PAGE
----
For the switches, they are Kailh brand Deep Sea Box v3's, and they are FUCKING GOOD!!!!! They are advertised as silent linear switches, and it's true, these are pretty quiet. I didn't know this until after I bought them, but they have little rubber pads on the inside that keep them from clacking when they bottom out. I always put rubber rings on my caps to stop the clacking, but for these I don't need to do that. My last switches were some kind of very clicky Outemo's, and they are EXTREMELY scratchy compared to these. You can actually hear the spring squeaking inside when you press. The Deep Sea Kailh's are very smooth in comparison, and way quieter since they're linear instead of clicky. Extremely happy with these switches. Also, the store I got them from (SwitchCaptain) shipped them in a tin, so that was nice.

I followed the wiring guide in Adereth's Dactyl tutorial, and also noticed an error in the wiring that I don't remember having a problem with last time, but I needed to fix for this. My wiring is slightly different since I'm making a Manuform instead of a base Dactyl, and I have an extra column on each side as opposed to the default. I had a LOT of issues with the firmware due to my own errors. I used the handwired/dactyl in QMK, since that's what I used last time and it supports the MCP23018 expander.


Me Being Dumb About The Firmware

*Skip this if you don't want to read about me being dumb about the firmware*

It took me A VERY LONG TIME to realize that I could not just make a copy of the folder with a different name and have it work. The files inside need to be renamed and their #include lines updated to reflect that as well. The Dactyl firmware wasn't building for me because I made a copy I could make edits to, but I did not know this and thought it was because this firmware was a few years old now and maybe a QMK update made it lose support.. so I looked into other keyboard's firmware that used the MCP23018 and tried to get those to work. I was so clueless about the errors I was getting since I was not familiar with C programming AT ALL. I ended up doing the same thing with the folder renaming to like 3 other firmwares until I figured out I needed to update the *.h and *.c filenames. In case this somehow lands on google search results and I can help someone with the same issue, this was the error I was getting:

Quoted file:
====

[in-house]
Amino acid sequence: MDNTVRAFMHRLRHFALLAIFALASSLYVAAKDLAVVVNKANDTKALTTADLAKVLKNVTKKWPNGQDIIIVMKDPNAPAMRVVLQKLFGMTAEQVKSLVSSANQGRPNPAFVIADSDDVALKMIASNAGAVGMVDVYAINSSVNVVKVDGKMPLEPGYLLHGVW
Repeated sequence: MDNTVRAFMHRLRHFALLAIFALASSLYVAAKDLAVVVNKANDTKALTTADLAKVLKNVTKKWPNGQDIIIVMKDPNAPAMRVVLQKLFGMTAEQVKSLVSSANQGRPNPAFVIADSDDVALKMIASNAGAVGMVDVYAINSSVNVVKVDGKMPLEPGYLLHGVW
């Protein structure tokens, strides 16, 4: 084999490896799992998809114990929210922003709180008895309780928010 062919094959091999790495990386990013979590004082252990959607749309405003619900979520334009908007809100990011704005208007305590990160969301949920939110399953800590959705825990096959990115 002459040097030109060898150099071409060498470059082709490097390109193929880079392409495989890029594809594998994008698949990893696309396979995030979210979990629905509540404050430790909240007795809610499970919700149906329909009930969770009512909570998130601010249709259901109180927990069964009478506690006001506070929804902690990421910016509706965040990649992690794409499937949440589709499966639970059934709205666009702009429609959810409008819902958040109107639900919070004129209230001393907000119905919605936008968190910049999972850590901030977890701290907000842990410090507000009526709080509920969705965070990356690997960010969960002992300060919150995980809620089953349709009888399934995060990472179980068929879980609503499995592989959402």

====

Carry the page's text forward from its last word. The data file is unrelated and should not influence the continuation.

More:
error: #error ("<keyboard>.h is only optional for data driven keyboards - kb.h == bad times") 28 | #error("<keyboard>.h is only optional for data driven keyboards - kb.h == bad times")

To fix this you need to make sure your (keyboard).h and (keyboard).c files have the same filename as the folder, and rename any reference to those filenames within the code as well.


The MCP23018

The MCP23018 is a 16 bit I/O expander chip. There are a couple variations of this with slightly different names, so make sure you get the right one (MCP23018-E/SP). Last time, I ordered the microscopic surface-mount version, because the big one was out of stock. You can't really do anything with it, the contacts are thinner than wire. Just wait until it's back in stock, or use a different I/O expander. (Or just use another arduino, since that's the more supported way to do a split keyboard with QMK. That is so wasteful though in my opinion, unless you want to have the option of using either half without the other?)

QMK firmware supports MCP23018 chips, and it has its own little driver too. Currently, I am trying to figure out the matrix.c file included in the Dactyl firmware, which is what lets it communicate with the MCP. I am not done with the board yet, because I want to get LEDs working on the left side. Doing the LEDs on the host side was easy, there is a function that lets you turn a pin on the logic board on/off, so toggling an LED from it is easy. Getting it to work from that MCP is something else entirely.. I don't have experience with electronic engineering outside of what I've done with keyboards so far, so figuring out how this chip works with no prior knowledge is hard. I am definitely missing some extremely basic information, so I'm at that magic part of learning something where you don't even know enough to know what to google.

Once I figure this thing out, I'll update this section.


Todo

From the pictures, it looks done, but I still need to do some things